“The aim of the rubix project was to develop an animation that described a conceptual tool for deploying these malleable virtual environments that could be used by their creators to shift space around us. The rubix concept stemmed from the need for an algorithmic formula for controlling the use of redirection techniques; it allows for many different spatial combinations whilst a level of control is constantly maintained. In the animation the initial Escher-esque space is a representation of our perceptual system where huge amounts of information arrive in the brain from multiple streams. The process of perception involves the brain selecting and rejecting contradicting pieces of information leading to a perception of reality that only gives us glimpses into the world we are in.” (more at TARDIS: Architectural Thesis)

I’m actually more supremely impressed by Chris Kelly’s thesis than his movie accompanying it. Rubix, his five-minute short deals with malleable, almost fabricesque qualities of urban spaces, shifting our perception, turning ready-made buildings as hindrances or signposts of attention into trenches of possibilities and absences of space to fill. I’m definitely nowhere near professional architecture, but I’d say reallocation of urban space has already been an important factor, especially in Japanese destruction porn anime/manga (wherein architecture itself is endowed with a phoenix-like constant resuscitation) – and that destruction is apparently mirrored in recent superhero movies like The Avengers or Man of Steel.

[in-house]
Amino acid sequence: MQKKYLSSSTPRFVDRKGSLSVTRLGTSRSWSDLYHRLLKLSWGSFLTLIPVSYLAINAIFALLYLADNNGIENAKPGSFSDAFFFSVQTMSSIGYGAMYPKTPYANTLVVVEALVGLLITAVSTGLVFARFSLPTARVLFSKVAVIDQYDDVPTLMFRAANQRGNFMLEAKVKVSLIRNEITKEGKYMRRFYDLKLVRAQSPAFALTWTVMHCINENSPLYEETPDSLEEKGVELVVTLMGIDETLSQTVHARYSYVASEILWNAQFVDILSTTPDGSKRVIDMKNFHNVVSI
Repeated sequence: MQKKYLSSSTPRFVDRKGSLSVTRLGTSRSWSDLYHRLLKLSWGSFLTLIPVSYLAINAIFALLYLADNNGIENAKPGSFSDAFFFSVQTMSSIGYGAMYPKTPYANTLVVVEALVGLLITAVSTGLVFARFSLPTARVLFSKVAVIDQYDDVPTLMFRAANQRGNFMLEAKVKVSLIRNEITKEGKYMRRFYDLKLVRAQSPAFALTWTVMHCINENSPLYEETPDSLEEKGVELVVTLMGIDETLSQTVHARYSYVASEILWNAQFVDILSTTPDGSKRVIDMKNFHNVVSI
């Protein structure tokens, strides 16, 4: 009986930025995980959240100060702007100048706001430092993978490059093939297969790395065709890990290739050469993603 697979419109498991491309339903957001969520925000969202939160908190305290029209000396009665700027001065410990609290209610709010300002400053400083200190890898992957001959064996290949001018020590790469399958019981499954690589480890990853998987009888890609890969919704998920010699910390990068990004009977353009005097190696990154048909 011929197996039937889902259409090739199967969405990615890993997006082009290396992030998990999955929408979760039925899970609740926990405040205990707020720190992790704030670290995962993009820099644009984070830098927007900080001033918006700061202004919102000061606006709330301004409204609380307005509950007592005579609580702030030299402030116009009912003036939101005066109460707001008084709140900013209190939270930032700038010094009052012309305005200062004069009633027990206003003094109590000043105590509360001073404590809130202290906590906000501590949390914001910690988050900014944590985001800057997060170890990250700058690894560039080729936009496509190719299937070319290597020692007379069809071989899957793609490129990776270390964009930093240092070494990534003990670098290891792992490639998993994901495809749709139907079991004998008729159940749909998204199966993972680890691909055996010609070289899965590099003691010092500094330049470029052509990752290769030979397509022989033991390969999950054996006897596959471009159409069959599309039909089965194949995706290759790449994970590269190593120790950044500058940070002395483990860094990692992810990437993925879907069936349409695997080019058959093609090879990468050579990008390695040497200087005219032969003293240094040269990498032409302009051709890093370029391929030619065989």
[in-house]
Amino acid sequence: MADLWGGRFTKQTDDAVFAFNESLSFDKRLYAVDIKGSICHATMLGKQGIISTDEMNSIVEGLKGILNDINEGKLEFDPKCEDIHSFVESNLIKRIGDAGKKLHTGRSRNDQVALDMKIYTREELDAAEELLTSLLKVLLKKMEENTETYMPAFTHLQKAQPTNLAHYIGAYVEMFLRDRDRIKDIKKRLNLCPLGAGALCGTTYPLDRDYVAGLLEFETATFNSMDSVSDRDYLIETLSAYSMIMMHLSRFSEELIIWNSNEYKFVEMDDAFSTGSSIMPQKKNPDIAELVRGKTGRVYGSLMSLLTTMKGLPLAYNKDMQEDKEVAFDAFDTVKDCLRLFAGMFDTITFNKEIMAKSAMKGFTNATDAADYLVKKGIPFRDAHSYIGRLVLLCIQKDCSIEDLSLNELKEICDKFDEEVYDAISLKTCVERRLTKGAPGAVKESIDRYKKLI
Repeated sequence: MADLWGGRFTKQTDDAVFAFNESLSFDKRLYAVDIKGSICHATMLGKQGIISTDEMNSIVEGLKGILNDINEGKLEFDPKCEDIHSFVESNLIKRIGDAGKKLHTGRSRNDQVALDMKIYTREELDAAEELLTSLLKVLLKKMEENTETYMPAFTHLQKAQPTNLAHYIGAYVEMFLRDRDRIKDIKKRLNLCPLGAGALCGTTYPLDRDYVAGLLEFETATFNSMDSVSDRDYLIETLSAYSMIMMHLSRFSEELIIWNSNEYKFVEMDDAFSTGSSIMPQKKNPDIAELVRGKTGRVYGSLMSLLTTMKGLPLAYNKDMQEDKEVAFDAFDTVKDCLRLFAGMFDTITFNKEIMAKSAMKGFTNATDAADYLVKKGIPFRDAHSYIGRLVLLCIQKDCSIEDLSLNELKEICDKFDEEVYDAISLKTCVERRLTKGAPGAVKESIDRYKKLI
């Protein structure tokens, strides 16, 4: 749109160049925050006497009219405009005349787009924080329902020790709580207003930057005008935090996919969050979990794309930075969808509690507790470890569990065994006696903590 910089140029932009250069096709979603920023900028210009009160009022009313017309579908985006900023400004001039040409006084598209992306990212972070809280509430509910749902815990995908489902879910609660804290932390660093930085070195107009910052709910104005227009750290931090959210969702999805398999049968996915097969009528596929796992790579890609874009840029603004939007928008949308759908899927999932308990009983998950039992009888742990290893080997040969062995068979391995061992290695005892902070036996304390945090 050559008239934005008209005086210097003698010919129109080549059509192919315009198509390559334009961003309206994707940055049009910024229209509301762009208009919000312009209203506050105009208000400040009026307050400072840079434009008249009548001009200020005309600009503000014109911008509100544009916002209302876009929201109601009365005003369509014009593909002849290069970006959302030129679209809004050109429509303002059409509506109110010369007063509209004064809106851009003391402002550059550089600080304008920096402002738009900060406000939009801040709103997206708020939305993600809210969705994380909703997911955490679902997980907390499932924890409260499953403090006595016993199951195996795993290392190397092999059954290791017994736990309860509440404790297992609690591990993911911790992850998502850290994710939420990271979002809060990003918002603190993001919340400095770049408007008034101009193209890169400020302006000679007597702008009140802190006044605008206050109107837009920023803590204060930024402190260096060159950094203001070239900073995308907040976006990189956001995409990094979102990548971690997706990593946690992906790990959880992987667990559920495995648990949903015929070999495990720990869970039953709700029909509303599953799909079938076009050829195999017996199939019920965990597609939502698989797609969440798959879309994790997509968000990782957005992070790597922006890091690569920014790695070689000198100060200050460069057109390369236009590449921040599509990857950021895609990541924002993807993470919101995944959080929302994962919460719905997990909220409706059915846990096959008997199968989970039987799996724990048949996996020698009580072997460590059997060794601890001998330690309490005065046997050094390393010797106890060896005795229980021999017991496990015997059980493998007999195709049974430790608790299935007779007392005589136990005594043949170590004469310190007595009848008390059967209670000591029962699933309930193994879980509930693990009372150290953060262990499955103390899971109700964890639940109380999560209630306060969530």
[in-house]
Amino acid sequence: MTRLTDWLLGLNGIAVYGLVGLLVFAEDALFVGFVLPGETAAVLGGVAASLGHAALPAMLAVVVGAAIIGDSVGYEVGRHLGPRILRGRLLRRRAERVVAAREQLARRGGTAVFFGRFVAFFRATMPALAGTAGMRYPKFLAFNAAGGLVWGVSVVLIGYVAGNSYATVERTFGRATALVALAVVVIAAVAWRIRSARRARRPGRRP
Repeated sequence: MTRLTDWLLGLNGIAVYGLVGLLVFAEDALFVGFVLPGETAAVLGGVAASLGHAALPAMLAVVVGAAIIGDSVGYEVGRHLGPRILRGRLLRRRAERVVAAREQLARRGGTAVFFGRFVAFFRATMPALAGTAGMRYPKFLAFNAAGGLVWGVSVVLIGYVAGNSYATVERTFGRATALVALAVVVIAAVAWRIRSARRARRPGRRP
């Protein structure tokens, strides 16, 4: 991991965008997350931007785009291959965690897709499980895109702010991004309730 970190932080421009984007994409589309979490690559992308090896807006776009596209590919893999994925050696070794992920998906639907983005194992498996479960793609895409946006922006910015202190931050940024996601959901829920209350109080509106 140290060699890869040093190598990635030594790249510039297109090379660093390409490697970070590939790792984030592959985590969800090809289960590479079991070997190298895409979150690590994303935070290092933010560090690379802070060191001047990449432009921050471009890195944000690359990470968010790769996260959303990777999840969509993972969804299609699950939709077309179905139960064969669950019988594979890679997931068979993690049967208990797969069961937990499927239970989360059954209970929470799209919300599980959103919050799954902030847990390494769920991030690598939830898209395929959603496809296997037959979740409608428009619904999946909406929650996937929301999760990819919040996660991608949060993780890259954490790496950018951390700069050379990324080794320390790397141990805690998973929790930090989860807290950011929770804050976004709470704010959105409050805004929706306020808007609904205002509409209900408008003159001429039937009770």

Folding (or real-time manipulating) urban space is not an old trick in mindbending SF: we’ve had Dark City, Inception or even The Matrix dealing with that issue and demoscene products are also abundant with swirling cityscapes (as it hits you conceptually as much as visually and that procedurally generated process is not just kinky, it’s quite crunchable) – and parkour’s obviously something of a mindset we cannot overlook. And, oh, do you remember Bruce Branit’s brilliant VR-melancholy piece World Builder?

This obviously doesn’t mean for one single second that you shouldn’t shove your face into Rubix – it’s infused with Avalonesque sepia sadness and some Brian Eno, if I hear it right. Brilliant work and I’d love him to work on some mental, mental conceptual work for a mental, mental video game. But check out his thesis on Issuu (godly PDF), it’s mouthwatering.